Unfortunately, despite clear congressional intent on this subject, it appears that GSA has decided to move forward and implement this major change in agency policy regarding the procurement of architect services for federal building projects by imposing a classical architectural style preference through the procurement process. I request that you provide me written responses to the following questions within ten business days of receiving this letter. Additionally, I respectfully request that within 15 days of receiving this letter, GSA provide Subcommittee members and staff a briefing on the status and future of the Design Excellence Program and address the questions listed below.
1) Which person or persons at GSA authorized the inclusion of language establishing a preferred architectural style in the solicitations for architect services for the Ft. Lauderdale, FL and Huntsville, AL federal courthouse projects? When were those authorizations made?
2) Why didn’t the prospectuses submitted to the congressional committees of jurisdiction for each project indicate that GSA wanted to establish a preferred architectural style for these projects?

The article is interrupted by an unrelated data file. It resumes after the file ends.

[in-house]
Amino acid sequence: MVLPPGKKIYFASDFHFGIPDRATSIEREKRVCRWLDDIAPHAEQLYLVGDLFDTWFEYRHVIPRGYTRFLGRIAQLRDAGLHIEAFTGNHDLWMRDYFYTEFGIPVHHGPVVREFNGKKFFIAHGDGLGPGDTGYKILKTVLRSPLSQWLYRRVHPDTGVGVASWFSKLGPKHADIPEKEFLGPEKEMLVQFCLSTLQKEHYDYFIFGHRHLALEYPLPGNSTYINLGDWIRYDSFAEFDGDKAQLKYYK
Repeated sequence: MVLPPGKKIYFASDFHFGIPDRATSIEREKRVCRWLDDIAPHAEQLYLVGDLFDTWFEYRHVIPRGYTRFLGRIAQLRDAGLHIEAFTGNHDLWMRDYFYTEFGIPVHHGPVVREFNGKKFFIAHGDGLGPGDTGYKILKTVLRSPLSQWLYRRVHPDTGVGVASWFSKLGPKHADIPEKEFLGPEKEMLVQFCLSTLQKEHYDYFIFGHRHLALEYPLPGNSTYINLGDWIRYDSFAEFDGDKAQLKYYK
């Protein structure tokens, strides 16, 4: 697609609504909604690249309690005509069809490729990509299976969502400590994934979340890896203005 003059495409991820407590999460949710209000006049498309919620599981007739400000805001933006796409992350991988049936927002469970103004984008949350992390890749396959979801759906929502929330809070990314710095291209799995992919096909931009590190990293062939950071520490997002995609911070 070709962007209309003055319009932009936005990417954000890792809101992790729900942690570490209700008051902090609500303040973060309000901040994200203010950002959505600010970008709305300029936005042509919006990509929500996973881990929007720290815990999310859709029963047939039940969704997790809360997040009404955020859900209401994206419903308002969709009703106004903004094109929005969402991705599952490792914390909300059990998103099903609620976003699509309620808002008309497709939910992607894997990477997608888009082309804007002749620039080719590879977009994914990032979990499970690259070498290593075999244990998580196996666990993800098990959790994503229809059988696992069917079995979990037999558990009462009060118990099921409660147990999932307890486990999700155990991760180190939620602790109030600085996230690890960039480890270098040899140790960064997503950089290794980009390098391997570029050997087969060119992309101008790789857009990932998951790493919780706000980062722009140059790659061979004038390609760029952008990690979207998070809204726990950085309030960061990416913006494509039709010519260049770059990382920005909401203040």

3) Did GSA consider the cost implications on these projects when imposing a preference for the classical architecture style? If so, why was that information not transmitted to the congressional committees of jurisdiction?
4) Beyond these two identified cases, do you have other examples where GSA included similar provisions imposing a preferred architectural style in an RFP? If so, please provide those documents.
5) How does GSA reconcile the imposition of an architectural style preference with the fact that one of the three Guiding Principles of Federal Architecture speaks directly to avoiding an official style and the principles are the foundation of and the policy directive for the Design Excellence Program? Does GSA intend to continue the Design Excellence Program?